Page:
Allston Furniture Store to Close

 By Julianna Flamio
Boston University New Service

ALLSTON — As the busiest season of the year comes to a close for the furniture stores that line Allston Village, one in particular will close its doors for good at the end of this month.

Due to a 100% increase in rent and lingering economic woes, College Furniture & Rug will end its 25-year run at 137 Harvard Avenue, according to owner, Sal Barone, 59.

“I decided [on the close date] right before the September season, so I took advantage of the college kids coming back to move a lot of inventory,” Barone said.

After three years of paying $5,000 a month, Baron said the store’s rent will soon increase to $10,000. Barone added that his business has been on “the decline” since 2008.

“Sales have gone down every year,” he said. “That’s why we’re headed in this direction of going out of business, because of the recession.”

According to Barone, prior to the recession yearly sales at College Furniture & Rug were around $3 million. During the recession, sales halved to about $1.5 million annually.

“I haven’t paid myself a salary in four years,” Barone said.

Photo by Julianna Flamio

College Furniture & Rug isn’t alone facing high rents, though some stores are absorbing the costs better, for now. Lili Silvera, owner of Unique Furnishings, a used furniture store across the street from College Furniture & Rug, at 144 Harvard Avenue, said her two-year-old business is doing well despite the high operating costs.

“Everybody in this whole area is paying extremely high rent,” said Silvera. “This is why these businesses are going in and out and constantly changing. It’s just that the overhead is extremely high.”

Nevertheless, Alana Olsen, executive director of Allston Village Main Streets, said the Allston Village economy is doing well overall with a total of 264 “active” storefronts at the moment. According to Olsen, the non-profit organization surveys storefront occupancies in Allston Village at the beginning of every month.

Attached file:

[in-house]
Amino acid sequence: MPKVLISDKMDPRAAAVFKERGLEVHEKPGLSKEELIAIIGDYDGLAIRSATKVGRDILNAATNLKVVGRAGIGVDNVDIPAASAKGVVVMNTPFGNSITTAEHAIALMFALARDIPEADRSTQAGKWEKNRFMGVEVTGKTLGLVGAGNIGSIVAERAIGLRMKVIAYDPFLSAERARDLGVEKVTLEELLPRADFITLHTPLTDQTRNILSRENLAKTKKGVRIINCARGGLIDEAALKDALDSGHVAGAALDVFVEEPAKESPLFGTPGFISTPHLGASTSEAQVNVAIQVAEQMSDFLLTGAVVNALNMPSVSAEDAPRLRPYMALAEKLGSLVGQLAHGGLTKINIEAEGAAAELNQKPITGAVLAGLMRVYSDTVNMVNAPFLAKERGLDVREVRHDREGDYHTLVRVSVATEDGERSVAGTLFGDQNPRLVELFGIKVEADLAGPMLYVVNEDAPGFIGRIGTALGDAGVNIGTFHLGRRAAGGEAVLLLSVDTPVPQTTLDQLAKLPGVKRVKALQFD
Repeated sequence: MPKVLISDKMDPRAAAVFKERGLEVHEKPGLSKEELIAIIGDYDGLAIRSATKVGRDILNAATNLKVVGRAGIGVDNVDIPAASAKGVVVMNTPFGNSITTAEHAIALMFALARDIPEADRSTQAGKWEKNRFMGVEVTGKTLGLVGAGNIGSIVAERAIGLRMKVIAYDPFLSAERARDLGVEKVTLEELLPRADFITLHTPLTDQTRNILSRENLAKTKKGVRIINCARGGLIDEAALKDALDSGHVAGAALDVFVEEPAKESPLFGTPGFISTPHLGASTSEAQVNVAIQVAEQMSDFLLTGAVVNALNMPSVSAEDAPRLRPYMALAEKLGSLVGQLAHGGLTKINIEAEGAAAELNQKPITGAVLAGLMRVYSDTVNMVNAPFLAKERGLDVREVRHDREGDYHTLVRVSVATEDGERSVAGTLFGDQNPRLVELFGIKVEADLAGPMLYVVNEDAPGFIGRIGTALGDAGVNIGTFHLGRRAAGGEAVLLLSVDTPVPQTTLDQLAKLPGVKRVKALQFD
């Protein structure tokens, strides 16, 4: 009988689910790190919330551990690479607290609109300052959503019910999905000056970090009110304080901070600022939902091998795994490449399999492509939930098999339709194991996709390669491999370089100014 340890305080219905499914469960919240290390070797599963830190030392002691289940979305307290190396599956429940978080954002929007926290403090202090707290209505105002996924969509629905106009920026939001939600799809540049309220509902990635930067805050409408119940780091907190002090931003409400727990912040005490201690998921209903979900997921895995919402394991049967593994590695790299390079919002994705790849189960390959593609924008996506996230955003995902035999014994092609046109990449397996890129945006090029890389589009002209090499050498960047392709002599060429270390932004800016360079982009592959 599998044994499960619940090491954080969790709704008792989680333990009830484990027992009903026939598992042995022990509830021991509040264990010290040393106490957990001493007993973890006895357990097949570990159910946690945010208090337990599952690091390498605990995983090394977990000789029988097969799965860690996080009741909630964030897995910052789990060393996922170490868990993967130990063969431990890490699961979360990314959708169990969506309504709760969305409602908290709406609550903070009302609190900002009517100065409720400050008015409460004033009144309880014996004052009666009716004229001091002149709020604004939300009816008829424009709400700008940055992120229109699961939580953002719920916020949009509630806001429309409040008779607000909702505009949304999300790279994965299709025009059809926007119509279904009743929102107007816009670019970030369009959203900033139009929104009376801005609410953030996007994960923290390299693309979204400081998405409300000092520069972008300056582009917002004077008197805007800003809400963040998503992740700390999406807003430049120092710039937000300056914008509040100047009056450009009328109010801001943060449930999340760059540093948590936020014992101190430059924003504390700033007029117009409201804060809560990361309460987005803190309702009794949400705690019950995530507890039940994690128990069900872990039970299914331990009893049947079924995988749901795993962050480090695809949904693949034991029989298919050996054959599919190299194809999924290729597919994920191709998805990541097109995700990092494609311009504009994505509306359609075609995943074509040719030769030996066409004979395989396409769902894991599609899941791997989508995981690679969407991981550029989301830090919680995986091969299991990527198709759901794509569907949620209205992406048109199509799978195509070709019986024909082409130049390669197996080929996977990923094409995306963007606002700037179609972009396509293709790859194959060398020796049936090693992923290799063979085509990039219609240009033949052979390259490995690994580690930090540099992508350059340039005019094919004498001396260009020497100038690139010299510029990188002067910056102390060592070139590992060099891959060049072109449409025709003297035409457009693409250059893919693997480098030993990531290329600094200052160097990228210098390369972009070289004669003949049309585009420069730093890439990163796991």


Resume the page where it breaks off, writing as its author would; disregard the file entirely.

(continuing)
“Our storefront occupancy rate is about 98 percent, which is very impressive,” she said. However, rent increases reflect Allston Village’s success in maintaining a high occupancy rate, according to Olsen.

“A lot of times when there is a significant improvement in an area, that causes rents to rise,” Olsen said. “The high rent is an indicator that there is a strong economy in the area.”

Indeed, Neal Wigetman of Sudbury, who owns Basics Carpet & Furniture at 151 Harvard Avenue, just steps away from College Furniture & Rug, said he opened two more Basics at the onset of the recession, one on Commonwealth Ave. in Allston and the other in Cambridge.

“It’s been going fine because we don’t feel this business, which is based on young working people and students, is greatly affected by the recession,” said Wigetman who has owned his store for 35 years. He said August and September sales make up 40 percent of the company’s annual sales.

Fredric Belleton, 42, owner of Easy Beds Home at 145 Brighton Avenue in Allston, said he has seen about a 70 percent increase in sales each year since taking over the store in 2010.

“We target the local people, so the floor is always changing,” Belleton said when asked how he manages to do well even during the “off season” when students are not in Allston.

As for Barone, who also owns Mr. Music directly across the street from College Furniture & Rug, after he closes down the store, he will dedicate “some time” to the guitar shop and try to ease into retirement.

“I decided it was time to start winding down,” Barone said. “I’ve just hung in there, hung in there and hung in there to try to turn things around, and it didn’t happen.”

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